A lack of affordable, quality childcare

One of the big problems for all parents, but most particularly lone parents, is the lack of affordable, quality childcare. Our childcare costs in Ireland are second only to those in the US. Children and young people cannot and should not be left alone to fend for themselves. For a person parenting alone, there is just one income available to meet all household, accommodation and childcare costs. It partially explains why so many one-parent families survive on the verge of homelessness. Most families in emergency accommodation today are one-parent families.

One Family has been saying for years that this reform of the One-Parent Family Payment will fail if there is not affordable, quality childcare and out-of-school care; if access to education and training is not greatly improved; if all the relevant departments and agencies don’t work together in a coordinated way; if policies don’t support the connection between parents and the workplace; and if employers don’t offer family-friendly careers. Sadly none of this has been done and we are being proven right.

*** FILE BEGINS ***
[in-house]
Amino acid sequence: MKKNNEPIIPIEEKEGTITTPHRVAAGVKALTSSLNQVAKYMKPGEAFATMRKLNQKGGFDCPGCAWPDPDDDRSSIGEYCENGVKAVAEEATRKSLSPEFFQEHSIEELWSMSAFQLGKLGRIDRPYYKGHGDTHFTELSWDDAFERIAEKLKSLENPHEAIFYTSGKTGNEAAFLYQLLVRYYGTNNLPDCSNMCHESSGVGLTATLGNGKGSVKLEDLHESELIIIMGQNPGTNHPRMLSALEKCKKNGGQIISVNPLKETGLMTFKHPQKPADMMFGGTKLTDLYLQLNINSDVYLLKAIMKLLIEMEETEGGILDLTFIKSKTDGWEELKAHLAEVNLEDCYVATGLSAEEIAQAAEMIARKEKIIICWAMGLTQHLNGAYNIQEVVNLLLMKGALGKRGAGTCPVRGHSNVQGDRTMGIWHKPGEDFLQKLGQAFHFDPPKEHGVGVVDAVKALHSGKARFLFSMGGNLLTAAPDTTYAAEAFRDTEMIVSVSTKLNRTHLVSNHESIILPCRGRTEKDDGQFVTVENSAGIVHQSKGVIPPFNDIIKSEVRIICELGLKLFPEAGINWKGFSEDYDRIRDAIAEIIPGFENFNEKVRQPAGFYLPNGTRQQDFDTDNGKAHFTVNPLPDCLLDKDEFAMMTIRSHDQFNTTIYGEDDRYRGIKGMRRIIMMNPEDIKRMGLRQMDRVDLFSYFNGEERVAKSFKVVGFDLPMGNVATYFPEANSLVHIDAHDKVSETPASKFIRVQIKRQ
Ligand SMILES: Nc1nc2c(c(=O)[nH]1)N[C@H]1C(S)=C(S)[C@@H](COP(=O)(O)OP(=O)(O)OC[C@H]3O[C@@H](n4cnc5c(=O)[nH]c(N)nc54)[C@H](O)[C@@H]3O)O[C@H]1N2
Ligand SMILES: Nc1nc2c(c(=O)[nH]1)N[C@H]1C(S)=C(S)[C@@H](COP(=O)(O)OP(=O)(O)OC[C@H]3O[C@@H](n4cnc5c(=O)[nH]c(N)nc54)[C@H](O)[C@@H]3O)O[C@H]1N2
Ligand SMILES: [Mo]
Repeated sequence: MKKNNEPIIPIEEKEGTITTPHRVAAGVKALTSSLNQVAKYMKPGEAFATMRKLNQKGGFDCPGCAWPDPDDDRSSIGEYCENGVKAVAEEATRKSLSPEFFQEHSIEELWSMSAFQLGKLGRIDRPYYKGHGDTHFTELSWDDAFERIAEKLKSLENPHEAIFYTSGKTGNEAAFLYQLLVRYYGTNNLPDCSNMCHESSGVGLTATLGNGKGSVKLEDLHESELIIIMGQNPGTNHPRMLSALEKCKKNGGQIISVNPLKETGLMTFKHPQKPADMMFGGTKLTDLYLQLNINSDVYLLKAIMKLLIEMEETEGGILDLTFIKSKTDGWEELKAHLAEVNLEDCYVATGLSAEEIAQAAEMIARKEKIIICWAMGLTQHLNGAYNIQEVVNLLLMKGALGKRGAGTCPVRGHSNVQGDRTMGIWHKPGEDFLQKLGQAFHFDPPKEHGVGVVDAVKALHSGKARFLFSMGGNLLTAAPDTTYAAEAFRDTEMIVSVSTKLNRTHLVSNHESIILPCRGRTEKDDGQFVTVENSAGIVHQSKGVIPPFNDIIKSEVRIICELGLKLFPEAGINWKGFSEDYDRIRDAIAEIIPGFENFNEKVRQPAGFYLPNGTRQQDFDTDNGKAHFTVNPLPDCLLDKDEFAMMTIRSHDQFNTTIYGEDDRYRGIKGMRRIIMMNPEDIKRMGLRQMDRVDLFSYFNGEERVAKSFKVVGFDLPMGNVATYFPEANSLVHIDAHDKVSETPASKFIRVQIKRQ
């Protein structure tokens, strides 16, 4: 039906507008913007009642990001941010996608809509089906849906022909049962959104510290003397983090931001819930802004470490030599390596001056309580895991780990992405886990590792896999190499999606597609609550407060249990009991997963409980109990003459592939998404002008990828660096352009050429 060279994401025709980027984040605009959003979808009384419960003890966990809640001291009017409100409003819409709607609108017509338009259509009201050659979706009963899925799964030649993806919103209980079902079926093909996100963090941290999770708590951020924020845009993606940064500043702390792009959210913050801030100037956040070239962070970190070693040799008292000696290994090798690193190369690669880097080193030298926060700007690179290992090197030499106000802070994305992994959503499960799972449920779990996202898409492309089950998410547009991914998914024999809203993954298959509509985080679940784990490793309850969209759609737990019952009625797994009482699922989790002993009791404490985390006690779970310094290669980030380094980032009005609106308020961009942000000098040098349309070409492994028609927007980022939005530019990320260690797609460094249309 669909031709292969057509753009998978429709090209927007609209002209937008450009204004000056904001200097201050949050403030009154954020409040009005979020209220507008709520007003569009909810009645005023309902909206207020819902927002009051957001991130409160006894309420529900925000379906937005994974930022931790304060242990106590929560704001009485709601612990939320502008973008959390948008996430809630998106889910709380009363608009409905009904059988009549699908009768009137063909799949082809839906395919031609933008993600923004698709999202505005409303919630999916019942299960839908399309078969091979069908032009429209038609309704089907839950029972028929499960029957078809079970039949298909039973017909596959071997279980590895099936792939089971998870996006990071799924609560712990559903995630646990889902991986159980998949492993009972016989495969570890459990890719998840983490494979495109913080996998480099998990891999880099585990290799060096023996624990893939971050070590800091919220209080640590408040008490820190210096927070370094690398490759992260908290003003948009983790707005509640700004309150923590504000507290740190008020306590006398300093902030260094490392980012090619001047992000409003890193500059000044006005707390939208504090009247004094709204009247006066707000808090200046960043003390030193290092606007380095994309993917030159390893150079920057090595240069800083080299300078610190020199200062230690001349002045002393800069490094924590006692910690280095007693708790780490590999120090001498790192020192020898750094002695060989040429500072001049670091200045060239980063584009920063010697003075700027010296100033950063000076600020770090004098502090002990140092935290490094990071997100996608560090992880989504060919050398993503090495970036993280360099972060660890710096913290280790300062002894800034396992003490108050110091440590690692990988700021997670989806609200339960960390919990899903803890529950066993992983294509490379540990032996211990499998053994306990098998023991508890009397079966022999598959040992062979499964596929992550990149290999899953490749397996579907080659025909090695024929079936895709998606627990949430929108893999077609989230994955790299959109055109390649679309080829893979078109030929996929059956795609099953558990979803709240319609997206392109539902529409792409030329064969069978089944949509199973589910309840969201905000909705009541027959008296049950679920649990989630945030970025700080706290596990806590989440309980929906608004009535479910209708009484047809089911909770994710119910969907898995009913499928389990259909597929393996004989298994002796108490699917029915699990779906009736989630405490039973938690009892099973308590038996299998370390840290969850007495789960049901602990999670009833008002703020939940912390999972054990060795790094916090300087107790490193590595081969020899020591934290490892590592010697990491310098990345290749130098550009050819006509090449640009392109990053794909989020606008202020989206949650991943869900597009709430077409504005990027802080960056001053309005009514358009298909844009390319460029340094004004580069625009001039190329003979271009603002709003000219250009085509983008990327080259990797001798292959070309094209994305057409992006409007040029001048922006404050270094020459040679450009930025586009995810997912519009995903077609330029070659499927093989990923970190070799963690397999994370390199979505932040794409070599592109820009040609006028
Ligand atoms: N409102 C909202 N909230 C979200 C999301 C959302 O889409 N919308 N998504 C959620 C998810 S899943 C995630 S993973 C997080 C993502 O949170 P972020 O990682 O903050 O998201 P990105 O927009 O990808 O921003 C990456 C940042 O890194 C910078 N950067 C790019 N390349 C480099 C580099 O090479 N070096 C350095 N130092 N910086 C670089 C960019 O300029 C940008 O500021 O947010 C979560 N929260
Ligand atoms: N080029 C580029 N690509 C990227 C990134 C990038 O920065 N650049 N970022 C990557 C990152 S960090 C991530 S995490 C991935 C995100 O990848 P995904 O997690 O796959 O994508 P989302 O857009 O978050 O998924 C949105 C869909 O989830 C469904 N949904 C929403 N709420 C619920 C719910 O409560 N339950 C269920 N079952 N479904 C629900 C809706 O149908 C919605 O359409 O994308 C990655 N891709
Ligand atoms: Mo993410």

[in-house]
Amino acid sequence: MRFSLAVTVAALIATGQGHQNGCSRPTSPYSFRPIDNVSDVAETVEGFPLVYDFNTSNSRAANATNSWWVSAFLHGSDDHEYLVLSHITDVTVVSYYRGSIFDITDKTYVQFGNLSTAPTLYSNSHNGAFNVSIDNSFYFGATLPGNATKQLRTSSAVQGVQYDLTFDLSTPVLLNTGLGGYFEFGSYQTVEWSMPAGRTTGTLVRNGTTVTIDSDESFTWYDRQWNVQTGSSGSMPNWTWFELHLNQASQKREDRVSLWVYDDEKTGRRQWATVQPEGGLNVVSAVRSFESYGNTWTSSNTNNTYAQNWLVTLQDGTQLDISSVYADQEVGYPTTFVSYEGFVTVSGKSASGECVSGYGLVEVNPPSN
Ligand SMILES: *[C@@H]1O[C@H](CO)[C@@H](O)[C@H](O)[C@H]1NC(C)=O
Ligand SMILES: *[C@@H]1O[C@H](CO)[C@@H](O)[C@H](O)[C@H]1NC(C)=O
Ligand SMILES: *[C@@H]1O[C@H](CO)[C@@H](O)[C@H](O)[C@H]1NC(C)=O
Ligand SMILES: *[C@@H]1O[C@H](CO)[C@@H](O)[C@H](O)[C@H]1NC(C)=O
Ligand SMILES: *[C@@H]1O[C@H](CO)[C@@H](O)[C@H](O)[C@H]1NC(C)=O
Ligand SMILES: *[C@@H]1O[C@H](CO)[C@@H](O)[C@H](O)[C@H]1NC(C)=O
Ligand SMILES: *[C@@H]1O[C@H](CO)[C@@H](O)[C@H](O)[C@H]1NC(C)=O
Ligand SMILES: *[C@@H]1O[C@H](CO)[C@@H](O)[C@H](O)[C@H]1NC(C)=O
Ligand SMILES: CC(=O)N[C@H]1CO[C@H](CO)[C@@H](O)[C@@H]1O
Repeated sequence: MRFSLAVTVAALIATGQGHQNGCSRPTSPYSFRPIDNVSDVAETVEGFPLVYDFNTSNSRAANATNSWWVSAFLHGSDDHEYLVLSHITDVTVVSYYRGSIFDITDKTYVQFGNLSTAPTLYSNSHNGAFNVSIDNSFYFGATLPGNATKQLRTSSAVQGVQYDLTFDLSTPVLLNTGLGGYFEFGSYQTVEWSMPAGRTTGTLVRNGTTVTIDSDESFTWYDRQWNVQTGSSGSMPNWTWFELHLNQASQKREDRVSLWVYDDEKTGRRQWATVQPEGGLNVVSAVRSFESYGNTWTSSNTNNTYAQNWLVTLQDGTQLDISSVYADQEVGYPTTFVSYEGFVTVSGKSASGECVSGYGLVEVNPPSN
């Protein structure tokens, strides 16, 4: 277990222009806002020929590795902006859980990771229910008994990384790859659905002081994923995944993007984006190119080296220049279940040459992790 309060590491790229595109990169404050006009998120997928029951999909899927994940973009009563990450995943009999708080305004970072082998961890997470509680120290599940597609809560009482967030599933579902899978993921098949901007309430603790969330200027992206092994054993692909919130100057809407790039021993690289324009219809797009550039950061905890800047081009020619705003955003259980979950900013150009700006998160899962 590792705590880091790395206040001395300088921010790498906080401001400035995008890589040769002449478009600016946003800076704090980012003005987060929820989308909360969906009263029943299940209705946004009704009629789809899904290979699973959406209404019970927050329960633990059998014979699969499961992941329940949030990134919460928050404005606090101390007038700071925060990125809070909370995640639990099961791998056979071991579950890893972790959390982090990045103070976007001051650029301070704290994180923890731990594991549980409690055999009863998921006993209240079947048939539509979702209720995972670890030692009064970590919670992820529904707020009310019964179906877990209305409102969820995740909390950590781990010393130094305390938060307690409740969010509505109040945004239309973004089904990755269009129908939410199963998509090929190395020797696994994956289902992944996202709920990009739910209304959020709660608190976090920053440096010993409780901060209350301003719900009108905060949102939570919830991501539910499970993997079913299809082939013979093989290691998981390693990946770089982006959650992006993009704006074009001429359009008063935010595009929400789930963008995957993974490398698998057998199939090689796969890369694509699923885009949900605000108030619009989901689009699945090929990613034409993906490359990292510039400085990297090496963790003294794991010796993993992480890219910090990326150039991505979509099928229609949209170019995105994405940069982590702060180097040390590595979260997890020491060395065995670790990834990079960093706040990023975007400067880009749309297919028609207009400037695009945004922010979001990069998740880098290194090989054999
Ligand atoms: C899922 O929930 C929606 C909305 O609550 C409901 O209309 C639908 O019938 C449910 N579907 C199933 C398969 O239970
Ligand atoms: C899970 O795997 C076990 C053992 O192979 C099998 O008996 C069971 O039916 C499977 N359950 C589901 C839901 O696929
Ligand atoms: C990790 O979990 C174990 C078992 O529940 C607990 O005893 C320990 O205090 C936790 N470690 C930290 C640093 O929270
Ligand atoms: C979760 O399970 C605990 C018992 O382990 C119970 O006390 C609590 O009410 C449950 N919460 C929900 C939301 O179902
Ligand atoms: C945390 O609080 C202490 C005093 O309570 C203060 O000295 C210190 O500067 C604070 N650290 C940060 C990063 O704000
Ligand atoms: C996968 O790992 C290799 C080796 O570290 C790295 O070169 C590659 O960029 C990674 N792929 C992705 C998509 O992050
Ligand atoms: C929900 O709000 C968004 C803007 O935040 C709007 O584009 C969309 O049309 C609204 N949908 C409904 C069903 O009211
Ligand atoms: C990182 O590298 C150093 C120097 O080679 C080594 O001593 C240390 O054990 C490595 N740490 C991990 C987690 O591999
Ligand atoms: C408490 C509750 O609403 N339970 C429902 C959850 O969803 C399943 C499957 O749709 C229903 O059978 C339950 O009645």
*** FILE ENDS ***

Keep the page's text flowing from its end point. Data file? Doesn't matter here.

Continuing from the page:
Child poverty has become a major issue

Meanwhile we will continue to meet and speak with policy-makers – government and opposition TDs, civil servants, advisors and Ministers. Whilst some on the Labour back benches are rightly wary of the impact these reforms are having on their constituents, others continue to blindly defend the policies and their leader. Many government TDs were not interested in hearing about our concerns and the problems they are causing for their constituents but we appreciate those who are.

Child poverty has to become the major issue for our next government, whoever they might be. It is up to all of us to make sure that all politicians standing for election are fully committed to lowering child poverty and understand the measures that need to be taken to achieve this. Otherwise we will condemn another generation of our children to a life of poverty, lost potential and missed opportunities.

Karen Kiernan is CEO of One Family, Ireland’s organisation for people parenting alone, sharing parenting and separating She is also a member of the Advisory Council of Better Outcomes Brighter Futures.